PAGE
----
Unit Circle: 360 Degrees = 2(pi) Radians

In summary: If it was radius 9 or what ever, it would be 360deg = 18(pi) rad?What is the definition of a radian?Nevermind... it would still be 180 deg = 2(pi) rad no matter the radius... Right?YES (I don't know why somebody told you no). Do you understand why? Because for any radius, the arc equals the radius.
  • #1
Miike012
1,009
0
The book talks about a unit circle...
360 deg = 2(pi) rad

if it wasnt a unit circle... say r = 4
would it then be
360 deg = 8(pi) rad?
 
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  • #2
Imagine a circle with a radius length of 1 unit. Form a segment, also of unit length, intersecting a point on the circle and with the other endpoint at the center of the circle. ROTATE this segment keeping the centerpoint of the circle the same so that the rotated segment now intersects a different point on the circle. The length of the arc swept by this rotation is the number of radians of the rotation.

You should also know that often the number of radians of an angle is given in terms of pi.
 
  • #3
if it wasnt a unit circle... say r = 4
would it then be
360 deg = 8(pi) rad?
 
  • #4
Nevermind... it would still be 180 deg = 2(pi) rad no matter the radius... Right?
 
  • #5
Miike012 said:
Nevermind... it would still be 180 deg = 2(pi) rad no matter the radius... Right?

No. .
 
  • #6
Then if it was 4 = r
it would be 8(pi) rad = 360 deg?
 
  • #7
Also.. what is the point of telling us that the radius equals the arc? This isn't exactly how it is stated but I think you know what I am talking about.. if not... ill find the exact wording.
 
  • #8
Miike012 said:
The book talks about a unit circle...
360 deg = 2(pi) rad

if it wasnt a unit circle... say r = 4
would it then be
360 deg = 8(pi) rad?

Angles follow what is known as "clock" arithmetic.

It works like a clock would. A clock has 60 minutes and when you go from 59 to 60 you actually go back to "0" on the clock.

Angles work the same way. You have a revolution of 2(pi) radians. When you complete a full revolution you are back to 0 radians. So let's say your angle is 4(pi). Basically think about moving your "clock hand" from 0 to 2(pi) which takes you to zero and then another 2(pi) which takes you to zero again.

The difference with the clock is that the angle starts at the y-axis and goes clockwise while angles in geometry start from the x-axis and go around "counter-clockwise".
 
  • #9
From Miike012:
Then if it was 4 = r
it would be 8(pi) rad = 360 deg?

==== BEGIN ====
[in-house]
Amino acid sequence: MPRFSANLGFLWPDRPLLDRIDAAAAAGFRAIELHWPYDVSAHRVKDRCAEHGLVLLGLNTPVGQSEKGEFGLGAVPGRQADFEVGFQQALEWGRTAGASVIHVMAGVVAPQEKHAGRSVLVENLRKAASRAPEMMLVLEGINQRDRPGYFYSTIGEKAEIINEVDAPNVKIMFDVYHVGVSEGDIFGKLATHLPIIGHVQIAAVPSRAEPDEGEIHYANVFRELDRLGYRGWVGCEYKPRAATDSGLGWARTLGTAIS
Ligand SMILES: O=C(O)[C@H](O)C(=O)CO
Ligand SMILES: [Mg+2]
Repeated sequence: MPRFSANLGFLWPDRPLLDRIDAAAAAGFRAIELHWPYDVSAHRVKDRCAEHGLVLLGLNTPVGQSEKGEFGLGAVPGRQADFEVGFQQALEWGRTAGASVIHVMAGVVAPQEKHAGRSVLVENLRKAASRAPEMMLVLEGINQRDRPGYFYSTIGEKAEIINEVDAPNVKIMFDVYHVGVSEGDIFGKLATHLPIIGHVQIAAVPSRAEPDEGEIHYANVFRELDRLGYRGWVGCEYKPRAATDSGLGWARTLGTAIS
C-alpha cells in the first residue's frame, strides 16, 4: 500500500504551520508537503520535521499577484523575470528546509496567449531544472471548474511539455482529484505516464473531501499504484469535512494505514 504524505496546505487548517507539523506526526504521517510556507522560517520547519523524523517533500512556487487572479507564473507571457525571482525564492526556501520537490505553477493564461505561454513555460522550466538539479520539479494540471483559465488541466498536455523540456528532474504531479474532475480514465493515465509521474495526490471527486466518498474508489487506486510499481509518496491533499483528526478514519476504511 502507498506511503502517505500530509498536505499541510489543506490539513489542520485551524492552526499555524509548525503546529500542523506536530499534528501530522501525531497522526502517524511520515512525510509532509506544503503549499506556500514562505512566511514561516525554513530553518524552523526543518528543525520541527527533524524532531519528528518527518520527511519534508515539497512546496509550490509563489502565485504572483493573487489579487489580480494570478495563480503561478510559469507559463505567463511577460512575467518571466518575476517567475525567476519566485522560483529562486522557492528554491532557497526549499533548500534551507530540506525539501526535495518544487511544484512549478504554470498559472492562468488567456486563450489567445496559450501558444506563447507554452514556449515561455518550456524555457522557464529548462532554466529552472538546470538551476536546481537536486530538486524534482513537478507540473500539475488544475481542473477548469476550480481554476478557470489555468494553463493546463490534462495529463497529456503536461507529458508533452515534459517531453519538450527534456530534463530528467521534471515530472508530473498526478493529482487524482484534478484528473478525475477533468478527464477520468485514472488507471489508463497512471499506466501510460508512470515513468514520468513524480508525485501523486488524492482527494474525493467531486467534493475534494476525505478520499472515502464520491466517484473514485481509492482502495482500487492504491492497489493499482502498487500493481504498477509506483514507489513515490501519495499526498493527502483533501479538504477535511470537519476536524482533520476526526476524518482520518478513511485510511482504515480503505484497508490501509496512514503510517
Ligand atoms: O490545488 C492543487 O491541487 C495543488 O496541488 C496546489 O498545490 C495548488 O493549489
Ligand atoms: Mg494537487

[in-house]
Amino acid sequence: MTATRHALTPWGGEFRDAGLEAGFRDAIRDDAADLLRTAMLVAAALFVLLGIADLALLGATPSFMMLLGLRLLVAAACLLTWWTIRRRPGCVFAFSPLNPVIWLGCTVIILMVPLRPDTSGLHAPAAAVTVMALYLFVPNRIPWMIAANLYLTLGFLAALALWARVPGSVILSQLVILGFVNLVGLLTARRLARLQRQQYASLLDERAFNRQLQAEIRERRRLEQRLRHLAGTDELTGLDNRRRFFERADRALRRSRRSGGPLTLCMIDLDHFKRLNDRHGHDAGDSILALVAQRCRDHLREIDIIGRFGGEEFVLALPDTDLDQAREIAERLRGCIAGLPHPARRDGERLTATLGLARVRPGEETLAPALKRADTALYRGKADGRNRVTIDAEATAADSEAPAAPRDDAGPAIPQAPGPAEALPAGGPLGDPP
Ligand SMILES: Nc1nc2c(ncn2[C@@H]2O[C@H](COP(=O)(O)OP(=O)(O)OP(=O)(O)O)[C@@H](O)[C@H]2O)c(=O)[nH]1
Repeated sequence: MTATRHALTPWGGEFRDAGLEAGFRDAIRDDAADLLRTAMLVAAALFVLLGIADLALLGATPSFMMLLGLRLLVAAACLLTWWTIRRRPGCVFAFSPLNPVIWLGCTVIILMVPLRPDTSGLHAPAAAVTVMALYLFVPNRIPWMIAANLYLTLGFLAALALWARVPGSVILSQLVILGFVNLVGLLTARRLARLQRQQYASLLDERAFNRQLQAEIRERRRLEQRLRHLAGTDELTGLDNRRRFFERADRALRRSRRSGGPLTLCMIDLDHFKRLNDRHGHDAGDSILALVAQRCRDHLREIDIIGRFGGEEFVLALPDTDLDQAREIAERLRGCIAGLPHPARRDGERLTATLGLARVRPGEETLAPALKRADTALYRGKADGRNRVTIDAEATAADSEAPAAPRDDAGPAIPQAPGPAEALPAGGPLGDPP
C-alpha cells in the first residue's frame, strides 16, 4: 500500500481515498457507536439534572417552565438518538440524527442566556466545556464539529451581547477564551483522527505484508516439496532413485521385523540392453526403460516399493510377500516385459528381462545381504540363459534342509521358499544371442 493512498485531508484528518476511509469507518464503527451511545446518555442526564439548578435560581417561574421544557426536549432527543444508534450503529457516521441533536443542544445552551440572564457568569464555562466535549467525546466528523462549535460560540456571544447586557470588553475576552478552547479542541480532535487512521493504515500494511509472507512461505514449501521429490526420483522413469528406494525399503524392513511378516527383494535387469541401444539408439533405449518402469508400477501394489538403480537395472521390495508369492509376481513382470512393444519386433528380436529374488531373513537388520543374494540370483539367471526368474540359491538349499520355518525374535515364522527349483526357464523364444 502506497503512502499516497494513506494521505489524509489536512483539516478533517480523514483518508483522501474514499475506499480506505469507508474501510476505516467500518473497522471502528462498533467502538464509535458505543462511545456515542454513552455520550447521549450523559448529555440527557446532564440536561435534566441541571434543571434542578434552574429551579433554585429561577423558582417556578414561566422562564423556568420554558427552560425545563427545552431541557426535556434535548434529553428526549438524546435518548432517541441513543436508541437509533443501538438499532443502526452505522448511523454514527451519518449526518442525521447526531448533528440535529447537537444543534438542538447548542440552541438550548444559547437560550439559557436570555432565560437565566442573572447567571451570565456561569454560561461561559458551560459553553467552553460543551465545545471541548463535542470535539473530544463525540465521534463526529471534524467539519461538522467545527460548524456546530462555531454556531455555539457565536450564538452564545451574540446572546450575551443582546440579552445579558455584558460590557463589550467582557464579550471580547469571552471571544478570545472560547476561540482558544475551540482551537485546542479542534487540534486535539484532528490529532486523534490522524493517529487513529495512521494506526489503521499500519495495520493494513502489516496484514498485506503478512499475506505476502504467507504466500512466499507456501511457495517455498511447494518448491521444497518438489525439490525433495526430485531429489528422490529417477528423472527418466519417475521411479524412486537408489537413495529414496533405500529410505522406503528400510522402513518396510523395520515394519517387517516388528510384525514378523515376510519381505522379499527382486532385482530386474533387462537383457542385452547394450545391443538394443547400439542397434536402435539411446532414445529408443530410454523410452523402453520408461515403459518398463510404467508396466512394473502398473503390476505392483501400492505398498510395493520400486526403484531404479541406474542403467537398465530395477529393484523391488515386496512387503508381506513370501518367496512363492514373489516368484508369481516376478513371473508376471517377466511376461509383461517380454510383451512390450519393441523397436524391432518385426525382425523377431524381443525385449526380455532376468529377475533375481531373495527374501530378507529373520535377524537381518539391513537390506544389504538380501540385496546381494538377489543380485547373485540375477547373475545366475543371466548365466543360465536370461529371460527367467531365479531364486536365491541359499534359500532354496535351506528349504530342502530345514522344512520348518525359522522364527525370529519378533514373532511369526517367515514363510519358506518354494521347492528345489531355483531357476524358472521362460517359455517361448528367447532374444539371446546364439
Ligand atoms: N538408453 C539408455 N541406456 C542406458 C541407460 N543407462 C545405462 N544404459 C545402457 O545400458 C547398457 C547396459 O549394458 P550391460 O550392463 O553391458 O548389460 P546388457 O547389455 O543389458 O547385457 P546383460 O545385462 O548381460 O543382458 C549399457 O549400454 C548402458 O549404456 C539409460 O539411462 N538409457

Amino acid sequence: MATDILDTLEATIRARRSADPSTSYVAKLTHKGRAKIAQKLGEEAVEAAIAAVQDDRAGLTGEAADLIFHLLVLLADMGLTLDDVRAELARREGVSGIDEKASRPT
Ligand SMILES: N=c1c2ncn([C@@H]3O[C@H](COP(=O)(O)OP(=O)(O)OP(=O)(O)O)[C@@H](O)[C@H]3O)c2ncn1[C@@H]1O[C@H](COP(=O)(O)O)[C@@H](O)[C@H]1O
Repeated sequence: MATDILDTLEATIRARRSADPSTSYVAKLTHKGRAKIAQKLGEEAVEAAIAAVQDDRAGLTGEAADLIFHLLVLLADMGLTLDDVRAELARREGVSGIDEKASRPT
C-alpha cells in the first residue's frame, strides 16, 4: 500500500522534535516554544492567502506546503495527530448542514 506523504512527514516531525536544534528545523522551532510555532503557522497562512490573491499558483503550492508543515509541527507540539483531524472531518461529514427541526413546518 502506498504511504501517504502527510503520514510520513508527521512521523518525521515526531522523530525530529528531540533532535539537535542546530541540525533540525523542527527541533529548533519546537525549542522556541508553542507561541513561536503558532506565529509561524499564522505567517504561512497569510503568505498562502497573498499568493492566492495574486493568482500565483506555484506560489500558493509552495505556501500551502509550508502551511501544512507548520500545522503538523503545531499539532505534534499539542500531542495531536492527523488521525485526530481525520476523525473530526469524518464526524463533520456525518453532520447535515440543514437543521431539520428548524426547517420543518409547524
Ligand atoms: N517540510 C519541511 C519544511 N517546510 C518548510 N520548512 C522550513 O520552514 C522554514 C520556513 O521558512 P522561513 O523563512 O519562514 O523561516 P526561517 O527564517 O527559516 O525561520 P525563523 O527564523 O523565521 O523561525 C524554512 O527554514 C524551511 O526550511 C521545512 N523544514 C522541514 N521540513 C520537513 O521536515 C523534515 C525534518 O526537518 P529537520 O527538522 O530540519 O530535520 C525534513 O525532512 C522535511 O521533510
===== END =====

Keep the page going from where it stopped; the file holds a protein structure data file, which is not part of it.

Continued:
Also.. what is the point of telling us that the radius equals the arc? This isn't exactly how it is stated but I think you know what I am talking about.. if not... ill find the exact wording.

We make use of the unit circle, for which the radius is 1, because the circumference is simply [tex]2 \pi[/tex]

Think again about rotating the 1 unit segment with one endpoint at the circle's center and the other endpoint on the circle. One rotation going around the circle 1 time with sweep through [tex]2 \pi[/tex] radians.
 
  • #10
Im not sure if anyone has answered my question...
If it was radius 9 or what ever
it would be
360deg = 18(pi) rad?
 
  • #11
What is the definition of a radian?
 
  • #12
Miike012 said:
Nevermind... it would still be 180 deg = 2(pi) rad no matter the radius... Right?

YES (I don't know why somebody told you no). Do you understand why? To understand why, answer sjb-2812's question.

EDIT: Sorry, I understand why somebody told you no...because it's 360 deg that equals 2*pi radians. But the point is that the angle corresponding to a full rotation is 2*pi radians regardless of the radius of the circle over which the rotation takes place.
 
  • #13
I think I got it... one sec
 
  • #14
The angle is the same no matter what the radius of the circle: [itex]2\pi[/itex] radians is 360 degrees for any circle.

The "radian" measure can be defined as "the arclength the angle cuts of the unit circle". For a general circle, that is "the arclength divided by the radius of the circle".

For 1/4 of a circle, the central angle is 90 degrees or [itex]2\pi/4= \pi/2[/itex] radians. "90 degrees" and "[itex]\pi/2[/itex] radians" measure the same angle. That has nothing to do with radius of the circle or, indeed, whether there is any circle at all.

Also.. what is the point of telling us that the radius equals the arc? This isn't exactly how it is stated but I think you know what I am talking about.. if not... ill find the exact wording.